Combining Artificial Intelligence With Urban Farming Can Be A Game Changer for Developing Countries
An Israeli agtech company called Seedo might have the solution for the challenges of urban agriculture in vulnerable areas such as the Caribbean, that struggle with environmental and climate factors that lead to crop loss.
Latin and America and the Caribbean is the most urbanised region in the world with up to 80% of the region’s population residing in cities (UN-Habitat 2012). While urbanization is an important element of economic growth and modernization, the diminishing ratio of food producers to food consumers in urban settings negatively impacts local food systems, causing populations to be more susceptible to non-communicable diseases, obesity and undernourishment.
Urban farming practices such as rooftop gardens, community greenhouses and vertical farms have provided an alternative to rural agriculture, but given the high cost of urban land, space and size limitations, non-conducive environmental conditions and limited human resources, these methods have not been without their challenges.
Vertical farming’s “closed and controlled” approach has been successful in eliminating the risk of insects, pests and diseases that are prevalent in traditional agricultural systems but the infrastructure required has typically been cost-prohibitive and highly reliant on fossil fuels (solar power is typically not enough).
Seedo is the world’s first fully-automated and controlled indoor-growing technology for the “at-home” market— the self-driving car of agriculture. Compact commercial containers that resemble small refrigerators utilize AI algorithms to produce optimal water and light conditions— essentially controlling the weather— through a hybrid system of hydroponics and aeroponics.
Seedo can grow fruits, vegetables, flowers and herbs— up to five species at a time per system, and has become extremely popular within the cannabis industry.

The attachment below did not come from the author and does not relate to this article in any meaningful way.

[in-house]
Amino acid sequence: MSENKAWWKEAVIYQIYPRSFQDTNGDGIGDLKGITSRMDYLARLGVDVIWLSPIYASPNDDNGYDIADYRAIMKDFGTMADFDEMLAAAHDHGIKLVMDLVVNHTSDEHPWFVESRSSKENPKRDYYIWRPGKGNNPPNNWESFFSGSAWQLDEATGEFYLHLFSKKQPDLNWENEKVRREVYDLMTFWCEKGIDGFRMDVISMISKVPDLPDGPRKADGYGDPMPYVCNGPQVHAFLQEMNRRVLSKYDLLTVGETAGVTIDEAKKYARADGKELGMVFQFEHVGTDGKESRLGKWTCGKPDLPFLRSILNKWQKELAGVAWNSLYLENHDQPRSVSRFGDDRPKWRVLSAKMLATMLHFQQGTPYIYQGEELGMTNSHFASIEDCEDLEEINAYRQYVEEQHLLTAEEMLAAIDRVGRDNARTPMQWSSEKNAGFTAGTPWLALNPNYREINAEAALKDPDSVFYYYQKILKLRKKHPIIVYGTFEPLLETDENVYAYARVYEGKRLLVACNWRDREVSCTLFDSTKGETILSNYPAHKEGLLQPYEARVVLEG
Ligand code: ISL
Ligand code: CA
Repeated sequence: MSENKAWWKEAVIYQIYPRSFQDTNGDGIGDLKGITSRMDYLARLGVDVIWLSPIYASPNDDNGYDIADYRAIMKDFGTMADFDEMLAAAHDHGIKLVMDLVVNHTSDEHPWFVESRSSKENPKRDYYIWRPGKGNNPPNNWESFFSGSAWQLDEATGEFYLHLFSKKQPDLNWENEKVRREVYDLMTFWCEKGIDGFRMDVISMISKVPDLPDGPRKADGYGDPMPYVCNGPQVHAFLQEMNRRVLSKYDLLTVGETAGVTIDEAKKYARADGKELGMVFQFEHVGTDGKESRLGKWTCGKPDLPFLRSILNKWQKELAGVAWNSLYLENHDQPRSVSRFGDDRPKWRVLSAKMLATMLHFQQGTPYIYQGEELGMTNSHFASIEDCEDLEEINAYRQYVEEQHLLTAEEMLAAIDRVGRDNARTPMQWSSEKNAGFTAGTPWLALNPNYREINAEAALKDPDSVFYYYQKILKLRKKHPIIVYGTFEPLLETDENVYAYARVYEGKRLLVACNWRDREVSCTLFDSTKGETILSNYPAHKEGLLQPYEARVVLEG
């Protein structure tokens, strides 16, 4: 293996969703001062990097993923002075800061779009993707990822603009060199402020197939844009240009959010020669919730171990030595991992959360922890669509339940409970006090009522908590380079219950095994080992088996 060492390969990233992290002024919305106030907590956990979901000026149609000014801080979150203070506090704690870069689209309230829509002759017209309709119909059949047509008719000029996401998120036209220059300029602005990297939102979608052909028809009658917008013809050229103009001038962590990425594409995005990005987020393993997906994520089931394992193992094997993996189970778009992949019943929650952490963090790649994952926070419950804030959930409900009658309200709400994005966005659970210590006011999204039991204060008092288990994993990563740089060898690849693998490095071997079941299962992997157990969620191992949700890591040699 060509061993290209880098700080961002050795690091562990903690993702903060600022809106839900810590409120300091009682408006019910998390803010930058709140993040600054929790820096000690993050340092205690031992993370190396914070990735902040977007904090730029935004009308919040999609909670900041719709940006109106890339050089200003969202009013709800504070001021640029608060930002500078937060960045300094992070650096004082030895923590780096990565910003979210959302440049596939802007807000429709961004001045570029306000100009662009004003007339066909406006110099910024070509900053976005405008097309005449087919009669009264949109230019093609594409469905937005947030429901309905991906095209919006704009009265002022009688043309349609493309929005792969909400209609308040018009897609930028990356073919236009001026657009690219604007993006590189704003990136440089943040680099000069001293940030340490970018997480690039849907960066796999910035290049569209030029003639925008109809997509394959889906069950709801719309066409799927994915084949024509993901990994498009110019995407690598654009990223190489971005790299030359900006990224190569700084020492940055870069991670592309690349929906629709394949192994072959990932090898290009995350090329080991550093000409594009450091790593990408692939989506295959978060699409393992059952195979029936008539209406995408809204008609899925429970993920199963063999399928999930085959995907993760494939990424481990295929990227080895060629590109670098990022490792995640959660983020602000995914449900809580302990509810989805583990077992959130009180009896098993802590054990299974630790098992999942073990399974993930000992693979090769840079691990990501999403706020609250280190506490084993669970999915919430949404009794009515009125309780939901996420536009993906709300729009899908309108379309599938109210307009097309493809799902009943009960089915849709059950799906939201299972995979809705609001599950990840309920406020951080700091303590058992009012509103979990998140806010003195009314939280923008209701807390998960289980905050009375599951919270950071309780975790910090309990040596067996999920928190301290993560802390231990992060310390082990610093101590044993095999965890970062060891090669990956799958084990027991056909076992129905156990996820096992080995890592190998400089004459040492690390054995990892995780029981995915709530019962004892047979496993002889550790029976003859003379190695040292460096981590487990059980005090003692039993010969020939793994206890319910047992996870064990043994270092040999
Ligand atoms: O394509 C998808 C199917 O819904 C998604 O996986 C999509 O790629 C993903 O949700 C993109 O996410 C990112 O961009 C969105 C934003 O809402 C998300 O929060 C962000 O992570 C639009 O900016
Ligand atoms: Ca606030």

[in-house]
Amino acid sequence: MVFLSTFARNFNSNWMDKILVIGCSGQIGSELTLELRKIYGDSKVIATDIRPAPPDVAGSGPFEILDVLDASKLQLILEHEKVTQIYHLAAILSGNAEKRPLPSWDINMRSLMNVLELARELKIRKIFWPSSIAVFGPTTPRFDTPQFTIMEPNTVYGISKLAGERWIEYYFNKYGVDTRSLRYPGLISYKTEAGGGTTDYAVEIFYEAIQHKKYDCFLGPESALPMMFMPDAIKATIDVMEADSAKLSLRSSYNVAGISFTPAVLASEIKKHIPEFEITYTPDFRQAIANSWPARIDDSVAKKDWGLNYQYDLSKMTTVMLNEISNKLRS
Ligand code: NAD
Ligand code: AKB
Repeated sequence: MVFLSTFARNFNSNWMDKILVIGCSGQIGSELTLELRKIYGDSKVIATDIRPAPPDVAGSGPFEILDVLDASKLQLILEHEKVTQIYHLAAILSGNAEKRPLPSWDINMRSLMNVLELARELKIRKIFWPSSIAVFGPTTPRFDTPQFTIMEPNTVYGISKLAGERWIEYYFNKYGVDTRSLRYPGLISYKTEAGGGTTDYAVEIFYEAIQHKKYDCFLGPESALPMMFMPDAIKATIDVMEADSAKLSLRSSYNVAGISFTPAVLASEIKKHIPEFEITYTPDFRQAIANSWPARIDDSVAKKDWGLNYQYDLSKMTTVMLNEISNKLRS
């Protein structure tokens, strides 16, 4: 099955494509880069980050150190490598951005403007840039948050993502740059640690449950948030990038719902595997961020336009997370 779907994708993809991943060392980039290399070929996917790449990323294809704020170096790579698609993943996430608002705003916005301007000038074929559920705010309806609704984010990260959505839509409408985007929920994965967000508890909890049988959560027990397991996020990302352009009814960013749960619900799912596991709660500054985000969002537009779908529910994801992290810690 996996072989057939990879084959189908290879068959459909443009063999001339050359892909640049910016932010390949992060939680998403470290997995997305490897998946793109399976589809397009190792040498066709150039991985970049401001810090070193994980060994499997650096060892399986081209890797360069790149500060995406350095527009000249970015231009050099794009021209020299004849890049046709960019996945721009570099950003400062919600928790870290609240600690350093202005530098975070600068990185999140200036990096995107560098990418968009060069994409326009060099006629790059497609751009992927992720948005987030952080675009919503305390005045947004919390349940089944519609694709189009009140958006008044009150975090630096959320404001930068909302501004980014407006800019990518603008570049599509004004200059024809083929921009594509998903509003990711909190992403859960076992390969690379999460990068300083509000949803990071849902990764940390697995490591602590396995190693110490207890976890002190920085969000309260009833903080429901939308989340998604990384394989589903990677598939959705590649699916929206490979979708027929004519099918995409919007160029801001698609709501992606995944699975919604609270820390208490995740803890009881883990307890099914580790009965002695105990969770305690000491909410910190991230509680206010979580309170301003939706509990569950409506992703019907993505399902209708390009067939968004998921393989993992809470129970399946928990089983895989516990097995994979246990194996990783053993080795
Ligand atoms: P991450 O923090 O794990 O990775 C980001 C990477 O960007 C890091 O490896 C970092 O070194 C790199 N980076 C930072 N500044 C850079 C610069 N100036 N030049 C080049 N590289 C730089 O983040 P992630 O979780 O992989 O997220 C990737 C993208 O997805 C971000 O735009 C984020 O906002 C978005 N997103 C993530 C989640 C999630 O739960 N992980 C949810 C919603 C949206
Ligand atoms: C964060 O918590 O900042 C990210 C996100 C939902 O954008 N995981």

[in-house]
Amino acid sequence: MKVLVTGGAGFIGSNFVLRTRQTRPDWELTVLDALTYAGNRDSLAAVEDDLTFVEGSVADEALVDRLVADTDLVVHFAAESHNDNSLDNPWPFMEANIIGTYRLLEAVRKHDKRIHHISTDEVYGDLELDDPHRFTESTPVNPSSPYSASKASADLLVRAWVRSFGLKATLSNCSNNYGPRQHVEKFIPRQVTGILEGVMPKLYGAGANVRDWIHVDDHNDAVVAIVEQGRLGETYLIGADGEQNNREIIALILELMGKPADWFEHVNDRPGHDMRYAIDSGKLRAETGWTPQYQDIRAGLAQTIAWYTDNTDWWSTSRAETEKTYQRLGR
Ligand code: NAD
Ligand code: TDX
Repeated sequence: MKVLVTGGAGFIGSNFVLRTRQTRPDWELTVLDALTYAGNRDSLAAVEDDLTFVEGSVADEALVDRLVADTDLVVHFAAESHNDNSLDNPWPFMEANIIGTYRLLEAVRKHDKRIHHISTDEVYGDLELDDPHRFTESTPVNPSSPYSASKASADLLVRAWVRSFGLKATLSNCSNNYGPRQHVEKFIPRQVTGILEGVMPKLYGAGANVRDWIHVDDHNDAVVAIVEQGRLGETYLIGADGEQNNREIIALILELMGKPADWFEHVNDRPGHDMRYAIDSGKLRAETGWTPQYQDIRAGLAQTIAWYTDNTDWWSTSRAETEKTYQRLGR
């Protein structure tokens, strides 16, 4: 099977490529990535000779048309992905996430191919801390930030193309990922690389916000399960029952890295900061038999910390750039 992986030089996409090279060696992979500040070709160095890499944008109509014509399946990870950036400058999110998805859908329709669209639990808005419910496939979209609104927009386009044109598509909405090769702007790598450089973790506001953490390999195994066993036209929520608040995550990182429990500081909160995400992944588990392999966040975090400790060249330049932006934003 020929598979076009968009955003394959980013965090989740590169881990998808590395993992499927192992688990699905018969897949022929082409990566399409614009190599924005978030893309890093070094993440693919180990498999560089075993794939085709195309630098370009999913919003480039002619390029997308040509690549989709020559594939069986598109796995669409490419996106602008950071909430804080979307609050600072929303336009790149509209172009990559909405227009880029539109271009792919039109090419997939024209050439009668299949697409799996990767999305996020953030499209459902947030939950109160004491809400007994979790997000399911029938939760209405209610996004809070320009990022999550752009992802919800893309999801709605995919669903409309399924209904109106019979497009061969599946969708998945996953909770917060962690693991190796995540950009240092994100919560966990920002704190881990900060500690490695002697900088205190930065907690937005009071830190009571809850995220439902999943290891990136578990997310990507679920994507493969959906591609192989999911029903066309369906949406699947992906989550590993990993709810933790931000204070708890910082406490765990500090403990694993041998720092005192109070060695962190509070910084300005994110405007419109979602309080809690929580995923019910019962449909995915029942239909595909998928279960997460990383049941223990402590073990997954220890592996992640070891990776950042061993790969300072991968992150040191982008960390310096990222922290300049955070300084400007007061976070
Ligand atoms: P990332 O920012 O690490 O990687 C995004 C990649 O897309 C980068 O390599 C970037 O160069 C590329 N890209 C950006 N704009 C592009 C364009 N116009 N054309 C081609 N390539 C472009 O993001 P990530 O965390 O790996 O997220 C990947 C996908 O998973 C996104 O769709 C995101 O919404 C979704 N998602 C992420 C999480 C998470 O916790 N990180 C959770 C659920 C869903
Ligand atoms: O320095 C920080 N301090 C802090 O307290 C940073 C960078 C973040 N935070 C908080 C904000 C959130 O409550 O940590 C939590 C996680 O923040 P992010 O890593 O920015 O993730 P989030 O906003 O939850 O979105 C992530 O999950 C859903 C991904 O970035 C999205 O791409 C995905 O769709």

“The advantage of Seedo technology is that you can grow a wide range of crops in any climate and any season with no knowledge of how to grow and still achieve high-quality crops,” says Seedo’s CEO, Zohar Levy. “Seedo’s AI algorithm makes life easy for growers and of course, it is pesticide-free. You can enjoy fresh and tasty food year-round.”
The team at Seedo has recognized the relevance of their technology for environmentally vulnerable communities. In May 2019, the company qualified as a registered vendor for the United Nations Global Marketplace and intends to establish pilot programs in countries suffering from extreme climates. In a nod to its applicability to sustainable and climate-smart development, Dr. Jendayi Frazer, the former U.S. Assistant Secretary of State for African Affairs and one of the United States’ leading voices in international policy, has joined Seedo’s Board of Directors.
“Making AI technology such as Seedo accessible and affordable at the grassroots level will enable food systems to be localised without soil exploitation, deforestation or exposure to climate risk,” says Levy.
At the time of publication, a Seedo system retailed for a mere $2,400— a small fraction of the cost of typical vertical farming systems. The price includes the Seedo box, filters (water, air), starting nutrients and access to the Seedo app, which allows users to receive notifications about growth, health and harvest time. But the real savings are in the diminished risk of crop loss and the elimination of labour requirements. According to Levy, Seedo can do away with the estimated 40% of annual farm costs that are funnelled into wages, salaries and contract labour expenses.
Levy, in a recent report to shareholders, indicated that the combined capabilities of artificial intelligence, big data, robotics, and remote grow technologies makes Seedo and optimal solution for farmers “in a variety of “at-risk” markets. Stackable containers afford dramatic savings in land-use, water consumption and human labor needs… independent of climate conditions.”
According to the International Data Corporation, global spending on artificial intelligence will grow to around $58 billion by 2021. The agriculture sector has been particularly responsive to these technologies, particularly in environmentally vulnerable contexts. In the context of the Dominican Republic, artificial intelligence has enabled the growth of the agricultural sector to 14% of GDP.
Seedo could be a huge advance for small island economies that disproportionately struggle with climate change impacts, food insecurity, knowledge gaps and limited capital or farming technology.